Ask HN: HTML Print Pagination?

10 points by gorgoiler 2 months ago

I am so impressed with how far we have come with HTML and CSS over the years. But printing still leaves orphaned headers at the bottom of pages and splits paragraphs so that 1% of my paragraph is on a page by itself.

<p> and <h*> are the bread and butter of semantic text on the web. Is there still no way of heuristically placing them on the printed page, in a way that looks typographically reasonable?

Jiocus 2 months ago

There are the CSS properties page-break-before and page-break-after.

    @media print {
        h1,h2,h3,h4,h5,h6 {
            page-break-before: always;
I use the following*, which can be inserted wherever needed;

    <div style="page-break-after: always;"></div>
or mostly equivalent, {
        page-break-after: always;

    <div class=page-break></div>
Edit: *This works in markdown to pdf exports using pandoc. Other implementations may behave differerently.*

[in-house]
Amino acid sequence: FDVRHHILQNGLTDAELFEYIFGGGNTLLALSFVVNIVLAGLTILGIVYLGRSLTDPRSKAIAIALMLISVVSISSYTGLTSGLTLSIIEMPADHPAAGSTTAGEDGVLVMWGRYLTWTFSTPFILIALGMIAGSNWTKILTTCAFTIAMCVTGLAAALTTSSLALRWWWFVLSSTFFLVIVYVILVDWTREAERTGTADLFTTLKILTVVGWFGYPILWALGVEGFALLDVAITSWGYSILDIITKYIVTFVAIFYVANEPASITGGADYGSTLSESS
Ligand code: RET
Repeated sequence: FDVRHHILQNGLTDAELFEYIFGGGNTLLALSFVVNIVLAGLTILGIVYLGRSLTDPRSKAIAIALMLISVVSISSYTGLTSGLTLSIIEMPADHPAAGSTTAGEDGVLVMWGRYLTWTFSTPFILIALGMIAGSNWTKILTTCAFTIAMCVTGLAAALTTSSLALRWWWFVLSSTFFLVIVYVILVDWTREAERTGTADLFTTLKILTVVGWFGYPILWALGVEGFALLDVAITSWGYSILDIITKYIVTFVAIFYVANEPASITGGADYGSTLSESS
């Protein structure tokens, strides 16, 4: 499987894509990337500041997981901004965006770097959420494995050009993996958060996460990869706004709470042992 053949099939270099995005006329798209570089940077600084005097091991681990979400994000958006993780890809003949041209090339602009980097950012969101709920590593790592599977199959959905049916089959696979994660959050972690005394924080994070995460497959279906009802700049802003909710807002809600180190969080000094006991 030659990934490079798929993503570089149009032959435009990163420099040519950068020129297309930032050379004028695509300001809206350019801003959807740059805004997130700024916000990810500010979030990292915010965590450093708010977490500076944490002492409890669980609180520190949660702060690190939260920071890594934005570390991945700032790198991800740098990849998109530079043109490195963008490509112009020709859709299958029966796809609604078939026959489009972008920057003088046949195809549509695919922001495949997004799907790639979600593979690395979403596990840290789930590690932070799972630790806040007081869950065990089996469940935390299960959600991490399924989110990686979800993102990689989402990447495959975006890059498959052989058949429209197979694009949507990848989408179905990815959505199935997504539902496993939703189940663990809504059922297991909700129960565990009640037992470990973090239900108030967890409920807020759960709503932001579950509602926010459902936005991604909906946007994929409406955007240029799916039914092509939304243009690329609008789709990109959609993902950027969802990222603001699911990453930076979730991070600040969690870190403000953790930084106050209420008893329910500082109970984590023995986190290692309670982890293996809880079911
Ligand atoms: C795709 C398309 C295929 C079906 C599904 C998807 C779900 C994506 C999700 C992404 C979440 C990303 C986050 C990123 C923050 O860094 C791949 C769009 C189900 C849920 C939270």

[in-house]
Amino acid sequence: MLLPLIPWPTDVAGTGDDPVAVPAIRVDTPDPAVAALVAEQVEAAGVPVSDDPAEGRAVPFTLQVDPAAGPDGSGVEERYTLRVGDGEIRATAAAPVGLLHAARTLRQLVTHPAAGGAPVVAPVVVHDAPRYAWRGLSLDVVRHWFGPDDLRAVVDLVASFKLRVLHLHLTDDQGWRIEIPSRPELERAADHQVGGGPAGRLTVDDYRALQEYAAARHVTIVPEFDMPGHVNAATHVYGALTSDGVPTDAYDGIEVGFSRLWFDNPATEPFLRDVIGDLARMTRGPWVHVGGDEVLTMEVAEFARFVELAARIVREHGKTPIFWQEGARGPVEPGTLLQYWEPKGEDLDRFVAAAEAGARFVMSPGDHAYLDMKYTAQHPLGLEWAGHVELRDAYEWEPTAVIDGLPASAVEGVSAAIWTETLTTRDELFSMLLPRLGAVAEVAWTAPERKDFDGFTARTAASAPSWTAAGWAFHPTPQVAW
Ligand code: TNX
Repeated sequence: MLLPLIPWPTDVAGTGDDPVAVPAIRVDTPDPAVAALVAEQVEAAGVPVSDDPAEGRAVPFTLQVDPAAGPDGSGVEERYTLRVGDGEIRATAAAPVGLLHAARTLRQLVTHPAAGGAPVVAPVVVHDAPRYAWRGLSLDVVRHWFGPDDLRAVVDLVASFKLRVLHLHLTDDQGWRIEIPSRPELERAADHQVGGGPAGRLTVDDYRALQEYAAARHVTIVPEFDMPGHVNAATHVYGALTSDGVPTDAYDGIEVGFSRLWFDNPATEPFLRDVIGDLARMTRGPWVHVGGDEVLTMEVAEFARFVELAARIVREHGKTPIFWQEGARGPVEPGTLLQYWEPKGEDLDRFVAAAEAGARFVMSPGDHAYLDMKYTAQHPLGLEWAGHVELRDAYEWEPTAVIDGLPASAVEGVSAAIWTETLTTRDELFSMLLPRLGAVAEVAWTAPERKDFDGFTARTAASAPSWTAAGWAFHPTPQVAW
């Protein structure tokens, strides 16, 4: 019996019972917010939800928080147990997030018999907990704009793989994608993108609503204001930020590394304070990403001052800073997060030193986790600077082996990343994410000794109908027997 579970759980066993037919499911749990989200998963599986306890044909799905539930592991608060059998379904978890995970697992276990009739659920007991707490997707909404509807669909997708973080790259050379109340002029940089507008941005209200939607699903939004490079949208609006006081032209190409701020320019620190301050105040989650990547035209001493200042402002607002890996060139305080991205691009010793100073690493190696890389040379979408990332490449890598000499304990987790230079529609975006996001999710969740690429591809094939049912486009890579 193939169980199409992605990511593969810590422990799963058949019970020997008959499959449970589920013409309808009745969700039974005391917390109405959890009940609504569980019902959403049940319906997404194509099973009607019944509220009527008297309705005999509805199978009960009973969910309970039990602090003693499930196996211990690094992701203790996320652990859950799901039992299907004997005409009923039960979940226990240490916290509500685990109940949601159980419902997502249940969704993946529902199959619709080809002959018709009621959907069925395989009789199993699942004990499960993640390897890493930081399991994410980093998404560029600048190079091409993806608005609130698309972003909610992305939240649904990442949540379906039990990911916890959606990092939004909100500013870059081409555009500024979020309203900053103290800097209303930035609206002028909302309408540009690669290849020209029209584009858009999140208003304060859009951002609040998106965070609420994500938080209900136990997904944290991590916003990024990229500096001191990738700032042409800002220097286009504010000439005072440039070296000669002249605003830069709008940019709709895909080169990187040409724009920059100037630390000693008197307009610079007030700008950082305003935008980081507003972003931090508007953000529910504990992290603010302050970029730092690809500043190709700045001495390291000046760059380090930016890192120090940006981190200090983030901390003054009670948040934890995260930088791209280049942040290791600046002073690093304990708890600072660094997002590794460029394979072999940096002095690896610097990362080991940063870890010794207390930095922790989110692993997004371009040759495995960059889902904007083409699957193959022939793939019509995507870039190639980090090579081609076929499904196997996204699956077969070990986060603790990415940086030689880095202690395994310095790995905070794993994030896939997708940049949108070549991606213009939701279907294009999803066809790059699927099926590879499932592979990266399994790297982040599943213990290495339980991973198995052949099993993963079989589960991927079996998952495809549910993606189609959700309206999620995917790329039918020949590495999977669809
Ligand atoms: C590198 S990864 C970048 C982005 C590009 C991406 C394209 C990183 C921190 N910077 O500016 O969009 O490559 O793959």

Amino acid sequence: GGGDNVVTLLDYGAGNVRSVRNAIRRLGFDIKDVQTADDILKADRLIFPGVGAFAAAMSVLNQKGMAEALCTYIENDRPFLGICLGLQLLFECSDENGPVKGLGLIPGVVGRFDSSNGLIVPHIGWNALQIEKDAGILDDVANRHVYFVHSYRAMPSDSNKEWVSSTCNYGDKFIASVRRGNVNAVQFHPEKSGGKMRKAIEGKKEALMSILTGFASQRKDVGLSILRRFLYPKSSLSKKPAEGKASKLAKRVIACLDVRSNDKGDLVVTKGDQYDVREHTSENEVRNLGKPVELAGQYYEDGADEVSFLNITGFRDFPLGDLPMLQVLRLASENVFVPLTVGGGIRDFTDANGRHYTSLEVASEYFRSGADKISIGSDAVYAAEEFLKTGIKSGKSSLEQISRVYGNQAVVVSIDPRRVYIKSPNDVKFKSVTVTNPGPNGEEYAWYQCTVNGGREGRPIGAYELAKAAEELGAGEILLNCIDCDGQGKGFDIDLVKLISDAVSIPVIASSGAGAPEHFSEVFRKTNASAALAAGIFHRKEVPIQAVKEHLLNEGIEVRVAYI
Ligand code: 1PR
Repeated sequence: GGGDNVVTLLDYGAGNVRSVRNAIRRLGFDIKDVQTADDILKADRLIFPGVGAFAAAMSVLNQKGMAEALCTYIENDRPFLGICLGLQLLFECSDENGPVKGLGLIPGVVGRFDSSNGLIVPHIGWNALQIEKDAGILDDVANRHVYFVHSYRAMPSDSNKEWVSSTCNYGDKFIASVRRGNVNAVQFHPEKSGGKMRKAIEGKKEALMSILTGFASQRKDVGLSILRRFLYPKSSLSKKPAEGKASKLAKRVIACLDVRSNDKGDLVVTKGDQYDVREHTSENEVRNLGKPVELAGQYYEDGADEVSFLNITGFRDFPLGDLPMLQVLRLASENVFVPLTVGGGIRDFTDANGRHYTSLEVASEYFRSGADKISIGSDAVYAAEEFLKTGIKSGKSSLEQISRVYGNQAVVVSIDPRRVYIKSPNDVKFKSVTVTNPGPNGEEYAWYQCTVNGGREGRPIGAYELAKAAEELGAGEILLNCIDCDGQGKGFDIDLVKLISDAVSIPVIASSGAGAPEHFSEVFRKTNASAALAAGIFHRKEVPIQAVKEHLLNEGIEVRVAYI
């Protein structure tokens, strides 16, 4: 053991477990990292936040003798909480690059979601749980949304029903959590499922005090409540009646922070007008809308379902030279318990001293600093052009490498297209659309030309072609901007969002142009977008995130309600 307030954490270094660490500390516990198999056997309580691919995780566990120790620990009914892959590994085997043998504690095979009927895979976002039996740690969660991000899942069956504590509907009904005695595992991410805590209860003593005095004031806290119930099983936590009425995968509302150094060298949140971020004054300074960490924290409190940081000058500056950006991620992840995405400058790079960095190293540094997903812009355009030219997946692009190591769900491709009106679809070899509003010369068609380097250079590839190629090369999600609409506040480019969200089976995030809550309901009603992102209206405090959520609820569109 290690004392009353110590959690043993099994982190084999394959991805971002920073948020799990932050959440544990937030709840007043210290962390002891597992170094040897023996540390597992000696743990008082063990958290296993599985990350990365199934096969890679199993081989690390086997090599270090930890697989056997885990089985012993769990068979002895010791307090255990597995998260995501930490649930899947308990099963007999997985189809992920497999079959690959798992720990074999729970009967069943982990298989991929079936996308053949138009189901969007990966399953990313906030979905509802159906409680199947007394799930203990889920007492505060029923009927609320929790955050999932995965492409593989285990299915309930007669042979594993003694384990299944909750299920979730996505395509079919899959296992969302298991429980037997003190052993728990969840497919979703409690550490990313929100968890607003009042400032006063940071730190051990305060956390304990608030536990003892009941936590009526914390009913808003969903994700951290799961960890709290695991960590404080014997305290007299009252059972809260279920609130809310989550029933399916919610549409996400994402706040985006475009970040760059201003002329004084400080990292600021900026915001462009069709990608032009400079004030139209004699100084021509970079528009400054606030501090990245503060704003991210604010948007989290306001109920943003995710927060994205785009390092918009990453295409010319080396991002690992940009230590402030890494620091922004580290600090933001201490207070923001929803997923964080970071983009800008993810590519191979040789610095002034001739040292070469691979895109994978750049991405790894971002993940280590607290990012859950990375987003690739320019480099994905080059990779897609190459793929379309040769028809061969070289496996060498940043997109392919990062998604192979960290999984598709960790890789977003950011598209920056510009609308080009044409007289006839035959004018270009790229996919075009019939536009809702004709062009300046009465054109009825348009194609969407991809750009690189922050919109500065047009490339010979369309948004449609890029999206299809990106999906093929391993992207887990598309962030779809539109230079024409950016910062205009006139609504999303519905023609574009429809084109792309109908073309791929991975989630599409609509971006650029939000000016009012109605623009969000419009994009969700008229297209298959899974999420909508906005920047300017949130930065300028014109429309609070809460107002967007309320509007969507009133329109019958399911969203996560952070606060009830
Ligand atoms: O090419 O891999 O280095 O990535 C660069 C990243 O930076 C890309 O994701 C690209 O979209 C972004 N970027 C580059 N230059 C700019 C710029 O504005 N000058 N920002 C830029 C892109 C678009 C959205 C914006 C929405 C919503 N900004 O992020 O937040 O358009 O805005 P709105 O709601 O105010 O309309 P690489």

masswerk 2 months ago

I think, universal pagination will always be a problem, because of varying paper formats, etc. However, there's the `break-` suite of CSS rules (`break-before`, `break-inside`, `break-after`, formerly `page-break-before`, etc) to handle the worst cases, like cutting through images, lists, or vital portions of text. But these rules are more about what is to be avoided and not so much about how it should be done.

A somewhat mundane reason for the examples, you provided, and for these rules seldom seen in action may be that with websites, there's rarely substantial care invested in print layouts, anymore. (This used to be slightly different, when executives still used to interact with the Internet on a print-out-only basis and pages came with extensive, dedicated print style-sheets. Meaning, print was how your customers were probably experiencing their new website, as were their peers, so it was important. There are also possible, additional problems related to reflow and varying resources, esp. with JS-generated content.) In a way, "mobile first" also meant "print definitely last", since it's yet another layout to maintain.